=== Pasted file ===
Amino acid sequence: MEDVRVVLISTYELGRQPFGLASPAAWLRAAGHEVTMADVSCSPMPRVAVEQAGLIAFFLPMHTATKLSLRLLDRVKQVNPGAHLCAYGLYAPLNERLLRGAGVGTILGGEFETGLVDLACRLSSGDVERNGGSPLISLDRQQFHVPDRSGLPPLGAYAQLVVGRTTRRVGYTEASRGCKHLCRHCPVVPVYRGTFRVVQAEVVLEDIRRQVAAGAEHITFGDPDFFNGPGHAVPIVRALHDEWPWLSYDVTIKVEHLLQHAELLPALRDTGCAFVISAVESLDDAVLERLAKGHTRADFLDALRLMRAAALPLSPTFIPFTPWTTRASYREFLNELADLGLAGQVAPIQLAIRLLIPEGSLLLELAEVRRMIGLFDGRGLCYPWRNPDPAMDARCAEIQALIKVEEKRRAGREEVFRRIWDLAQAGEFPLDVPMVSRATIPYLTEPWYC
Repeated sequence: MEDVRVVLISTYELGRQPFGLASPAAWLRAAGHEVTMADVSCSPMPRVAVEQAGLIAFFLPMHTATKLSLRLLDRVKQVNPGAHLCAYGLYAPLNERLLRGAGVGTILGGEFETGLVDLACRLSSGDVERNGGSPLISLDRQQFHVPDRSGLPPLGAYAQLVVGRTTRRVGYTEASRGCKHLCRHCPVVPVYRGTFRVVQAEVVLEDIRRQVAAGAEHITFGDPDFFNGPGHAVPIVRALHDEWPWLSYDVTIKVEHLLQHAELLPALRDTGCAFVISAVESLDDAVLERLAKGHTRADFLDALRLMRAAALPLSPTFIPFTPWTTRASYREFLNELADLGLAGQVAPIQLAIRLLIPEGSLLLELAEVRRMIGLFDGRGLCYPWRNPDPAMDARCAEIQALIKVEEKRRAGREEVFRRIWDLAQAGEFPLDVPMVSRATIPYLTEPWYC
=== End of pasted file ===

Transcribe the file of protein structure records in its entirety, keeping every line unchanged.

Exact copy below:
Amino acid sequence: MEDVRVVLISTYELGRQPFGLASPAAWLRAAGHEVTMADVSCSPMPRVAVEQAGLIAFFLPMHTATKLSLRLLDRVKQVNPGAHLCAYGLYAPLNERLLRGAGVGTILGGEFETGLVDLACRLSSGDVERNGGSPLISLDRQQFHVPDRSGLPPLGAYAQLVVGRTTRRVGYTEASRGCKHLCRHCPVVPVYRGTFRVVQAEVVLEDIRRQVAAGAEHITFGDPDFFNGPGHAVPIVRALHDEWPWLSYDVTIKVEHLLQHAELLPALRDTGCAFVISAVESLDDAVLERLAKGHTRADFLDALRLMRAAALPLSPTFIPFTPWTTRASYREFLNELADLGLAGQVAPIQLAIRLLIPEGSLLLELAEVRRMIGLFDGRGLCYPWRNPDPAMDARCAEIQALIKVEEKRRAGREEVFRRIWDLAQAGEFPLDVPMVSRATIPYLTEPWYC
Repeated sequence: MEDVRVVLISTYELGRQPFGLASPAAWLRAAGHEVTMADVSCSPMPRVAVEQAGLIAFFLPMHTATKLSLRLLDRVKQVNPGAHLCAYGLYAPLNERLLRGAGVGTILGGEFETGLVDLACRLSSGDVERNGGSPLISLDRQQFHVPDRSGLPPLGAYAQLVVGRTTRRVGYTEASRGCKHLCRHCPVVPVYRGTFRVVQAEVVLEDIRRQVAAGAEHITFGDPDFFNGPGHAVPIVRALHDEWPWLSYDVTIKVEHLLQHAELLPALRDTGCAFVISAVESLDDAVLERLAKGHTRADFLDALRLMRAAALPLSPTFIPFTPWTTRASYREFLNELADLGLAGQVAPIQLAIRLLIPEGSLLLELAEVRRMIGLFDGRGLCYPWRNPDPAMDARCAEIQALIKVEEKRRAGREEVFRRIWDLAQAGEFPLDVPMVSRATIPYLTEPWYC